Saturday, September 17, 2005

day care woes

There was a recent question to the TCS list about a pre-verbal child who protests at the transition to day care, but then goes on to have a lovely time (according to the day care providers). I responded as my thoughts developed, in several messages. This is more structured.

1. Let’s assume that the child really does enjoy going to day care while the parent works. The parent needs to be pretty sure of this assumption before working on it.

It may be that all that is needed is a different approach to the transition. Allow an extra hour for mooching around the puddles in the day care car park, or for playing with the child at day care? 5 minutes of puddle hopping seems a long time when you are late, but nothing at all when you have an hour's leeway.

Alternatively, perhaps the child would prefer to be taken to day care by hir father, or maybe they'd rather say goodbye at home, and have another trusted adult take them to day care?

A good threshold game is playing peek-a-boo around the door one hopes the child will eventually want to go through. And making sure one goes on playing peek-a-boo with furniture props well into the room. Maybe one of the day care staff could be primed to go on with the peek-a-boo game? Then child's transition to day care could be very gradual.


2. Let’s assume that the child does not want to go to day care. Parents now need to brainstorm WILDLY.

Perhaps one parent could do their work at home or in the evenings, perhaps with a baby sitter in the house (a trusted teen? A devoted grandparent?). Perhaps a parent could take the child to work with them (either on an occasional basis, so they can see what is happening when they are at day care, or even on a regular basis). Perhaps two people could job share, each looking after their combined children in one of their houses while the other works.

Perhaps one of the parents would like to stop working for money and be at home with the child?

It would certainly be worth doing the maths of income minus day care = remainder and think of other ways which would make parent happy to earn that remainder, not involving child care.


3. If the current situation involves leaving the child crying in the day care provider's arms, the parent is teaching their child a big lesson: "when the chips are down, parent cannot be relied upon for assistance". Will that not come back and bite the parent later on? It has to damage the parent/child relationship, quite apart from not taking the child's NEED not to be left seriously.

4. I think it is also worth bearing in mind that children are designed to be pretty well glued to parents or similarly close carers until sometime in their second year, at least. The nursery scenario is a cheap way of enabling parents to work, but it is not optimum for many children ever, depending on personality.

IME, children thrive in small mixed-age groups rather than in same-age groups, which most nurseries don't offer. A 4 year old is much more interesting to a 2 year old than another 2 year old is.

Sure, we have to be creative to be parents as well as earning money; the difficulties associated with finding ways of paying the bills do not excuse following the herd and abandoning our children to something sub-optimal, however.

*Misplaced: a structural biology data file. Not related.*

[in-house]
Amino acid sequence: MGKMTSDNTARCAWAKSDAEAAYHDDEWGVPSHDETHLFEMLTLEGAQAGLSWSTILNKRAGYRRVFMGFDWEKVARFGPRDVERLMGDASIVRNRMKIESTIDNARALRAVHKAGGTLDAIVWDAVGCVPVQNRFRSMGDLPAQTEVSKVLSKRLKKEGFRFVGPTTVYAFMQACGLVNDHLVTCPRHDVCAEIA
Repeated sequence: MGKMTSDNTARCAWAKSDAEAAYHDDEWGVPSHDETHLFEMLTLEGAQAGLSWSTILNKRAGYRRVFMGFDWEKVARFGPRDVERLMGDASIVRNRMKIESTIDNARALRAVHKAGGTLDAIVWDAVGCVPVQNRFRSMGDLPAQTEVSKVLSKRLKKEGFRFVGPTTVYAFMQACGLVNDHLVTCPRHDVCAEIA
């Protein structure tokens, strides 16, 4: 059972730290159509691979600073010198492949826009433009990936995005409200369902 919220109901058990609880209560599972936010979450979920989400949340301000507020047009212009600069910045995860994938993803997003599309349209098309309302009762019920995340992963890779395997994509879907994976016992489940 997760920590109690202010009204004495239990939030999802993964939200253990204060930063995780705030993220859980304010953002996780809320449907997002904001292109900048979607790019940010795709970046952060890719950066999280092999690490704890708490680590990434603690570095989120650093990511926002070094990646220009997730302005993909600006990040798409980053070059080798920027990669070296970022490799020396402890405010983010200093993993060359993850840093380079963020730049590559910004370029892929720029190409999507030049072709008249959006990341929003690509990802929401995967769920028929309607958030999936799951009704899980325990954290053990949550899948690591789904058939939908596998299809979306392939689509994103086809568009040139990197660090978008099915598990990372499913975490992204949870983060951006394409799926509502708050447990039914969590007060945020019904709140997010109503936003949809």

3 comments:

Jim Naka said...
This comment has been removed by a blog administrator.
Anonymous said...

Hi,
I stumbled on your blog, and hence this post, quite by accident... Small world, as I'm the one that wrote to the list in question. (And, admit to dropping out of the discussion due to the tone of the very first reply and, later, fears of not being able to avoid "meta" or "too many personal details" in any replies on-list... Sorry about that.)

In case you're interested, a short update on the situation with daycare is: our daughter is now (consistantly, for about a month) willing and even eager to go to daycare in the mornings...

We're are not sure what exactly brought about the radical change--which took place literally overnight. Without our implementing any of daycare's suggestions (ugh! don't get me started on their awful (from an AP or TCS or UP standpoint) parenting advice), and before we could advance much further in our reflections on how to deal with the situation.

Our best guess is that there was (we learned just as the situation "resolved itself") a certain degree of tension about us parents among the daycare staff stemming from misunderstanding/rejection of our (fairly TCS-friendly) style of parenting by the daycare staff, as well as a "labelling" of the child as "overly attached to mom" by dc staff (which I insisted to them is not the same as "refusing daycare", BTW)--both of which were coloring the daycare staff's attitude to our child and us, me in particular.

Daycare finally called me in to two 2+ hour meetings to bring up their "concerns" and "address certain issues" they had with "my behavior". The (painful) four hours seems to have relieved the staff considerably and adjusted their attitudes to and and how they behave towards our daughter...

We now believe that our daughter was most likely protesting one or the other (of both) of their attitudes/issues (either re: her or re: me). Once daycare "cleared the air" on their end, her reason to protest going was gone... the change was simultaneous with their "relief".

Sorry for the novel! But I thought you might like an update...

Thank you for the suggestions given on the list and for how they were framed.

Lac

emma said...

Nice to "see" you here!

It had not even occured to me that child might be picking up on day care staff weirdness... glad that it resolved quickly.